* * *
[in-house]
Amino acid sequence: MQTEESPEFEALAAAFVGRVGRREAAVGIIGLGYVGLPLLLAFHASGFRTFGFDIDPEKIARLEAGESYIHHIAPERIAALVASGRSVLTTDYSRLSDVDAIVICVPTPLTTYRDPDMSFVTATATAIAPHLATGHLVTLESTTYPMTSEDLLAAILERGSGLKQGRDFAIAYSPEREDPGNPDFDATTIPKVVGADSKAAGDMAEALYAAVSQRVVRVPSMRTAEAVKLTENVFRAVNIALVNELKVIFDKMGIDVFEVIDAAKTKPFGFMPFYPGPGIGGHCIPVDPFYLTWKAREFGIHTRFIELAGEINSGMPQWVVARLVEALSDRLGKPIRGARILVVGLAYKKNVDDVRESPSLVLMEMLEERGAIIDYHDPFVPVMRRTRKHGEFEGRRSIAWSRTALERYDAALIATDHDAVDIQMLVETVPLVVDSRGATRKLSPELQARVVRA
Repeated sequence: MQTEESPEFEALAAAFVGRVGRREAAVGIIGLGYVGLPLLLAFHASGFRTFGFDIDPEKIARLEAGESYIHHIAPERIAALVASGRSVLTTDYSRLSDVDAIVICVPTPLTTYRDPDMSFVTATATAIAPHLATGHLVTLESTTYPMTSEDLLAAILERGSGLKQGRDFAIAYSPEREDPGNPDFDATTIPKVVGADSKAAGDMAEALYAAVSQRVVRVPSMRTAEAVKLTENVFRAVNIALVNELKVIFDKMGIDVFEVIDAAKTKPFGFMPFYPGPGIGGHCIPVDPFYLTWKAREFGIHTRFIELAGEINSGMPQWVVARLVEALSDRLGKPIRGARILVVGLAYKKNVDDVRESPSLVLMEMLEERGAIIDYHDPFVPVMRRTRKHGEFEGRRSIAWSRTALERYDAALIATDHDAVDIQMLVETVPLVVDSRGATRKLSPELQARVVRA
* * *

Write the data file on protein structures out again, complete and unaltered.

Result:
[in-house]
Amino acid sequence: MQTEESPEFEALAAAFVGRVGRREAAVGIIGLGYVGLPLLLAFHASGFRTFGFDIDPEKIARLEAGESYIHHIAPERIAALVASGRSVLTTDYSRLSDVDAIVICVPTPLTTYRDPDMSFVTATATAIAPHLATGHLVTLESTTYPMTSEDLLAAILERGSGLKQGRDFAIAYSPEREDPGNPDFDATTIPKVVGADSKAAGDMAEALYAAVSQRVVRVPSMRTAEAVKLTENVFRAVNIALVNELKVIFDKMGIDVFEVIDAAKTKPFGFMPFYPGPGIGGHCIPVDPFYLTWKAREFGIHTRFIELAGEINSGMPQWVVARLVEALSDRLGKPIRGARILVVGLAYKKNVDDVRESPSLVLMEMLEERGAIIDYHDPFVPVMRRTRKHGEFEGRRSIAWSRTALERYDAALIATDHDAVDIQMLVETVPLVVDSRGATRKLSPELQARVVRA
Repeated sequence: MQTEESPEFEALAAAFVGRVGRREAAVGIIGLGYVGLPLLLAFHASGFRTFGFDIDPEKIARLEAGESYIHHIAPERIAALVASGRSVLTTDYSRLSDVDAIVICVPTPLTTYRDPDMSFVTATATAIAPHLATGHLVTLESTTYPMTSEDLLAAILERGSGLKQGRDFAIAYSPEREDPGNPDFDATTIPKVVGADSKAAGDMAEALYAAVSQRVVRVPSMRTAEAVKLTENVFRAVNIALVNELKVIFDKMGIDVFEVIDAAKTKPFGFMPFYPGPGIGGHCIPVDPFYLTWKAREFGIHTRFIELAGEINSGMPQWVVARLVEALSDRLGKPIRGARILVVGLAYKKNVDDVRESPSLVLMEMLEERGAIIDYHDPFVPVMRRTRKHGEFEGRRSIAWSRTALERYDAALIATDHDAVDIQMLVETVPLVVDSRGATRKLSPELQARVVRA